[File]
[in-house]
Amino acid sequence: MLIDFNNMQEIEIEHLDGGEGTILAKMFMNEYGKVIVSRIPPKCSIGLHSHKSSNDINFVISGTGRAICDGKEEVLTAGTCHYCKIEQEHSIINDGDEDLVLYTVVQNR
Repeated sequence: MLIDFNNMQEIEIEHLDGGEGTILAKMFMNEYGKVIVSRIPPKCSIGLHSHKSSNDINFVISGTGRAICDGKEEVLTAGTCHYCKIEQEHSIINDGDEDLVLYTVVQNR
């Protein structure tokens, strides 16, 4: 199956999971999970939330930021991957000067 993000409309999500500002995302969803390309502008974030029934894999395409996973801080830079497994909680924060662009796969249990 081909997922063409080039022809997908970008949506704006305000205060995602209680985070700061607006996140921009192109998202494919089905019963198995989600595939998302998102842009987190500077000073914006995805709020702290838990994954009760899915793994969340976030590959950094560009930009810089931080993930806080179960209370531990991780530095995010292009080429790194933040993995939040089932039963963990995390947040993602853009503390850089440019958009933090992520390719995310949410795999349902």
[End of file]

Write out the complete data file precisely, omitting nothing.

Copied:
[in-house]
Amino acid sequence: MLIDFNNMQEIEIEHLDGGEGTILAKMFMNEYGKVIVSRIPPKCSIGLHSHKSSNDINFVISGTGRAICDGKEEVLTAGTCHYCKIEQEHSIINDGDEDLVLYTVVQNR
Repeated sequence: MLIDFNNMQEIEIEHLDGGEGTILAKMFMNEYGKVIVSRIPPKCSIGLHSHKSSNDINFVISGTGRAICDGKEEVLTAGTCHYCKIEQEHSIINDGDEDLVLYTVVQNR
């Protein structure tokens, strides 16, 4: 199956999971999970939330930021991957000067 993000409309999500500002995302969803390309502008974030029934894999395409996973801080830079497994909680924060662009796969249990 081909997922063409080039022809997908970008949506704006305000205060995602209680985070700061607006996140921009192109998202494919089905019963198995989600595939998302998102842009987190500077000073914006995805709020702290838990994954009760899915793994969340976030590959950094560009930009810089931080993930806080179960209370531990991780530095995010292009080429790194933040993995939040089932039963963990995390947040993602853009503390850089440019958009933090992520390719995310949410795999349902």